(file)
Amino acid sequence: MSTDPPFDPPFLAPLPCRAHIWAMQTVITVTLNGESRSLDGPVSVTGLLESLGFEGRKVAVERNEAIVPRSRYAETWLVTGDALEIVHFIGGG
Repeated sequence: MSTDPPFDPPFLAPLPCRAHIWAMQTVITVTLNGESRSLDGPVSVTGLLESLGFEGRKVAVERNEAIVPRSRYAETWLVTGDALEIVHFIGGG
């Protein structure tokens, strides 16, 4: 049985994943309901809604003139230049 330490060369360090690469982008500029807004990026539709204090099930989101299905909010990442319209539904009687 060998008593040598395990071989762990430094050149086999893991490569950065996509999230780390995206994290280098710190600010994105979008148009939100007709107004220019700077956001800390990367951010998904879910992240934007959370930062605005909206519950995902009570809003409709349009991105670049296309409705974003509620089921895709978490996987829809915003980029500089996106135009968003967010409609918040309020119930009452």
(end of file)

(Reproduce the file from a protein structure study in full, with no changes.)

Amino acid sequence: MSTDPPFDPPFLAPLPCRAHIWAMQTVITVTLNGESRSLDGPVSVTGLLESLGFEGRKVAVERNEAIVPRSRYAETWLVTGDALEIVHFIGGG
Repeated sequence: MSTDPPFDPPFLAPLPCRAHIWAMQTVITVTLNGESRSLDGPVSVTGLLESLGFEGRKVAVERNEAIVPRSRYAETWLVTGDALEIVHFIGGG
């Protein structure tokens, strides 16, 4: 049985994943309901809604003139230049 330490060369360090690469982008500029807004990026539709204090099930989101299905909010990442319209539904009687 060998008593040598395990071989762990430094050149086999893991490569950065996509999230780390995206994290280098710190600010994105979008148009939100007709107004220019700077956001800390990367951010998904879910992240934007959370930062605005909206519950995902009570809003409709349009991105670049296309409705974003509620089921895709978490996987829809915003980029500089996106135009968003967010409609918040309020119930009452």